As an American citizen, I don't know if I should feel really impressed or disappointed about Blueseed's plans. It's either the epitome of the broken American immigration system, or its a powerful metaphor of how driven entrepreneurs are to find solutions to problems, no matter how far out their dreams are on the horizon.
In Blueseed's case, they're dreaming exactly 12 miles out on the horizon in the international waters off the coast of San Francisco. Once the group secures enough funding, they plan on placing a vessel just outside of U.S. jurisdiction, creating an incubator platform on which entrepreneurs from the Nordic countries and around the world could work without a US work visa, and yet can still be a short ferry ride away from the unique environment that Silicon Valley provides.
When the CIO of Blueseed, Dan Dascalescu, first contacted us, I almost dismissed the email as nonsense. The logistics of the idea first seemed completely unrealistic, but now the plans sound more like they're only "dreaming big" given the team's backgrounds.
To begin with how Blueseed formed, in Dan's words, "Blueseed was born from the marriage of two ideas, that happened to circulate in the same fertile idea space that is Silicon Valley: seasteading and startups." Dan and the other two co-founders, Max Marty and Dario Mutabdzija, became acquainted when they held positions at Seasteading Institute, an institution founded in 2008 by economist Milton Friedman's grandson and invested in by Paypal founder Peter Thiel. The mission of the institute is "to further the establishment and growth of permanent, autonomous ocean communities, enabling innovation with new political and social systems".
Advising the Blueseed team is a collection of experts specializing in immigration, legal, political and maritime realms. The team obviously has spent a good chunk of their lives working out the logistics behind such a project, and have come up with several concept vessels that look similar to modified cruise or cargo ships.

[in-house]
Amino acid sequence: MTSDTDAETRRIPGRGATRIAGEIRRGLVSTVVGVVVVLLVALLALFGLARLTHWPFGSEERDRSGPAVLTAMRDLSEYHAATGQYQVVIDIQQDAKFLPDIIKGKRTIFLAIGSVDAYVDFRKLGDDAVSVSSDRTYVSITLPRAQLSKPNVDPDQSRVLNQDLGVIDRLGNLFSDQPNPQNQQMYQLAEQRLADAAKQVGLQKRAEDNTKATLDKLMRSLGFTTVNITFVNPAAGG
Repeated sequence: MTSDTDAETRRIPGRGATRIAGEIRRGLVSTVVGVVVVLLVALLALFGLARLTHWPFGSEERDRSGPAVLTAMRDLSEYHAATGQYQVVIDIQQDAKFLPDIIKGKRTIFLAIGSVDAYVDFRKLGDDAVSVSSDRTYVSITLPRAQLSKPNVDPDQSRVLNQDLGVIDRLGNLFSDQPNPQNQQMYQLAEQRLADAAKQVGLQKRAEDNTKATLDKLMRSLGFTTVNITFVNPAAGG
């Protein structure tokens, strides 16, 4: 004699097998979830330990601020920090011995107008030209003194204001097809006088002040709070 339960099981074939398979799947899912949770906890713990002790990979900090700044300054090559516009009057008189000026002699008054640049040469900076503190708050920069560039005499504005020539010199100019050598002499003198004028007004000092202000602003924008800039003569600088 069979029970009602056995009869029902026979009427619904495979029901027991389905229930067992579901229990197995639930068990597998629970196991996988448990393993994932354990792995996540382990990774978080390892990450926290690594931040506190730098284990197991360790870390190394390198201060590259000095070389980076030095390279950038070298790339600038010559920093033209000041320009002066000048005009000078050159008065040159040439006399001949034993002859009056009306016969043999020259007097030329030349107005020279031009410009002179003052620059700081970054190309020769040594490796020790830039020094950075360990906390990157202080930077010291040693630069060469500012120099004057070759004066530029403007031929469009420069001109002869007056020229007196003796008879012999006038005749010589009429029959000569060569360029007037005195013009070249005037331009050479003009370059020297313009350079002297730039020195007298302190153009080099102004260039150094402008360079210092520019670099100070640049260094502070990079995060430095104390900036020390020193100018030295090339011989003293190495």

The demand for foreigners to operate businesses near the valley is huge, and one doesn't have to look too far to find examples of successful entrepreneurs having to move back to their home countries due to poorly crafted immigration laws. As an impetus to the project, Dan Dascalescu cites an article by Professor Vivek Wadhwa, titled "Why Silicon Valley Entrepreneurs are Returning Home". It detailed how an Indian entrepreneur, graduate of a U.S. school, unable to obtain a visa to start his startup, returned to India and started what later became the immensely successful startup Snapdeal - India's Groupon.
This immigration issue deeply affected the Blueseed team, of which two are immigrants (from Serbia and Romania), and the other is the son of Cuban immigrants. Rather than accepting the current reality, Dan tells us, "If U.S. policy hasn’t kept pace with the changing economic realities of the era, someone needs to find a solution that will help entrepreneurs come to Silicon Valley if they so desire. And that someone might as well be us. In other words, it’s time to stop complaining and start solving the problem."
On their website they state they plan to start accommodation prices off at around $1500 a month, and transportation will be provided to the mainland by a daily ferry. Internet connectivity will be provided via a point-to-point 40Gbps laser link with satellite link backup. They are also looking at additional backup solutions using submarine cable and potentially a series of WiMAX relay buoys. A visa is not required to earn a paycheck on Blueseed, and most residents will be able to travel back and forth to the mainland with a business/pleasure B1 Visa.
It should be noted that rather than attacking the problem by sea, other groups have come together to motivate congress to allow a "Startup Visa" that would enable entrepreneurs to legally live and start their own businesses in the United States. Unfortunately, since March 2011 when the Startup Visa Act was pushed into Congress, there has been no real progress on the proposed legislation.
Today, Blueseed says they're hard at work developing partnerships with startup networks and incubators all over the world. With the goal of launching in Q3 2013, they must put together funding, a vessel, and a crew of entrepreneurs. On that note, If you're planning on taking your startup to the US around 2013, they are testing the waters with a survey on their website.
The more I think about it, the more I like this project. Seasteading, the greater concept behind Blueseed, seems like an inevitability. The technology isn't overly prohibitive, and it doesn't seem out of the question that within 10 years people some will live somewhat permanently on the oceans.
But one thing is for certain: for that first platform or vessel to be inhabited, it's going to need a certain type of crazy person. And there's no one crazier than an entrepreneur trying to get near the ideas, capital and culture of Silicon Valley. The Nordic region has long made its money out on the water-- from fishing to pillaging vikings. Perhaps we'll see a new high tech era out on the high seas.